Once Again, Republicans Will Choose Radicalization to Turn The Base OutRoundup
tags: Republican Party, far right, January 6
Thomas Zimmer is a visiting professor at Georgetown University, focused on the history of democracy and its discontents in the United States, and a Guardian US contributing opinion writer.
In the days and weeks after the attack on the Capitol, Republican leaders publicly acknowledged Donald Trump’s culpability. Last week’s January 6 hearings presented footage of House minority leader Kevin McCarthy declaring Trump should have “immediately denounced” the attack and Senate minority leader Mitch McConnell accusing Trump of ignoring his duty as president. It was a striking reminder that immediately after the insurrection, elected Republicans as well as some of Trump’s allies in the rightwing media were rattled by what had happened, uncertain of how to continue.
But the moment quickly passed. January 6 obviously wasn’t enough for Republicans in Congress to actually impeach or for conservatives to break with Trump in any meaningful way. Instead, they closed ranks and rallied behind Trump: Republicans first acquitted him, then they started obstructing every attempt to hold him accountable, and now a majority of GOP candidates are running on the big lie, denying the legitimacy of the 2020 election. The few who broke with Trump have been fully marginalized or even ostracized from the party. Republicans did not come to see January 6 as the end of the line, the outrageous conclusion of the Trumpian experiment – they have come to see it as a blueprint: never concede an election, never accept defeat at the hands of what they see as a fundamentally “un-American” enemy.
Was there a viable alternative path after January 6? Was that road not taken ever as realistically an option as the statements by McConnell and McCarthy may suggest, at least at first sight? I’m skeptical. I have no doubt that many Republicans, like McConnell himself, personally despise Trump for summoning a mob to attack the Capitol. They may consider Trump too crass, just as they probably aren’t entirely comfortable with the rise of Trump-endorsed white Christian nationalist extremists like Marjorie Taylor Greene or Doug Mastriano.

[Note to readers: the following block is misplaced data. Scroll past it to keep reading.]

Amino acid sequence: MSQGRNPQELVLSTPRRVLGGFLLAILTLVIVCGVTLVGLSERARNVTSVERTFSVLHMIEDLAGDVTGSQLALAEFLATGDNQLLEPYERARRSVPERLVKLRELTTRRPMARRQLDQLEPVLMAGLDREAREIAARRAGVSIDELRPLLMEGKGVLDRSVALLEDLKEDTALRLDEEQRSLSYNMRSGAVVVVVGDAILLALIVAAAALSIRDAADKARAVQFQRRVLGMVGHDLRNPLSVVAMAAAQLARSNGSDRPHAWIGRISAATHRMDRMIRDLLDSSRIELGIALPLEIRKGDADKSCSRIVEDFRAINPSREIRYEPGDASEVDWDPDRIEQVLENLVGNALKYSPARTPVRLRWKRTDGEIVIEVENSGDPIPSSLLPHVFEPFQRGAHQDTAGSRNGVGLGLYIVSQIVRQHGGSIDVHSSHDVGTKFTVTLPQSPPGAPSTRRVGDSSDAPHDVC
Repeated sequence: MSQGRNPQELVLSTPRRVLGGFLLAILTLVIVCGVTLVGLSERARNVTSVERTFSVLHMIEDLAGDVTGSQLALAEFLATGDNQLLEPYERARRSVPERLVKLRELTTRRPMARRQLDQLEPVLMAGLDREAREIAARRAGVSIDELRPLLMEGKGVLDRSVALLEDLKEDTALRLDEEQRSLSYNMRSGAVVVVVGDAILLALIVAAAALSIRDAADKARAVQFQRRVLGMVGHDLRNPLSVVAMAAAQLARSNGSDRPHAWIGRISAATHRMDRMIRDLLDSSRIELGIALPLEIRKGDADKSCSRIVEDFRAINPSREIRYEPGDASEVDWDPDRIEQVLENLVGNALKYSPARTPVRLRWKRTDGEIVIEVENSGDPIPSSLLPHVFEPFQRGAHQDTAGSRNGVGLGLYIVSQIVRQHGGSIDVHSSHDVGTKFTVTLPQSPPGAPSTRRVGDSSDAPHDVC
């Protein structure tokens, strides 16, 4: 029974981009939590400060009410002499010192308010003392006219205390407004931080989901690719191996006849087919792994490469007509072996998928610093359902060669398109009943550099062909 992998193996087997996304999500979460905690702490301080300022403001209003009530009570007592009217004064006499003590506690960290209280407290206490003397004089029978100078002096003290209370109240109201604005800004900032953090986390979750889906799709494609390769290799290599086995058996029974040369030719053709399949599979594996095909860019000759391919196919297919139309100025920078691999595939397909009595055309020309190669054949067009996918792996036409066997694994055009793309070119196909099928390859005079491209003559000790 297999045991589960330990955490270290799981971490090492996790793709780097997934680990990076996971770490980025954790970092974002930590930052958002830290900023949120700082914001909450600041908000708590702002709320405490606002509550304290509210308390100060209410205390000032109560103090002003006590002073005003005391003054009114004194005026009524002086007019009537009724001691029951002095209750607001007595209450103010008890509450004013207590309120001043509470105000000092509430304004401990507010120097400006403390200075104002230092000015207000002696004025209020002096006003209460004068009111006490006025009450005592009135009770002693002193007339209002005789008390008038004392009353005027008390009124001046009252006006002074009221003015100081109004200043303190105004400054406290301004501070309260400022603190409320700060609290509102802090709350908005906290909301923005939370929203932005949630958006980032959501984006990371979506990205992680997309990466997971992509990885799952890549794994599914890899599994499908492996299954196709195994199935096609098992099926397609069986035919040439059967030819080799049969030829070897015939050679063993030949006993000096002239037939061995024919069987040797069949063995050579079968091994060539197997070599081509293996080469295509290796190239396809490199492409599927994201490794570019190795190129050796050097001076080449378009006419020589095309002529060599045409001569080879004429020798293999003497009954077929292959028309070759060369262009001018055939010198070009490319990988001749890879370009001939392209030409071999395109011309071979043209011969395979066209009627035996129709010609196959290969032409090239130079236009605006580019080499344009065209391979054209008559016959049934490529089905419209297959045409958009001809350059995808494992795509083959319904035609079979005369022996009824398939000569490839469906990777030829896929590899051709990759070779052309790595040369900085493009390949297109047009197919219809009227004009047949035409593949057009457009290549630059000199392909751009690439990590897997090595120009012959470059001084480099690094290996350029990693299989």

But they certainly don’t consider any of that a dealbreaker. That’s partly because Republican elites understand they can’t win without the base, and the base remains committed to Trumpism. But there is more to consider than just opportunism. Almost every time the right is at a crossroads, they choose the path of radicalization, even when it’s not at all clear that’s a reasonable choice from a purely electoral standpoint – even when, for instance, it makes winning statewide races on the west coast nearly impossible.
The problem runs a lot deeper than Trump. It is crucial to grapple with the underlying ideas and dynamics that have animated the Republican party’s path for a long time. They have led to a situation in which moments of brief uncertainty almost always result in a further radicalization of the Republican party and the right in general. What happened after the 2012 election defeat that shook conservatives to the core is an instructive example: the Republican National Committee famously released an “autopsy” report that called for moderation and outreach to traditionally marginalized groups. But instead, the GOP doubled down – and went with Trumpism.
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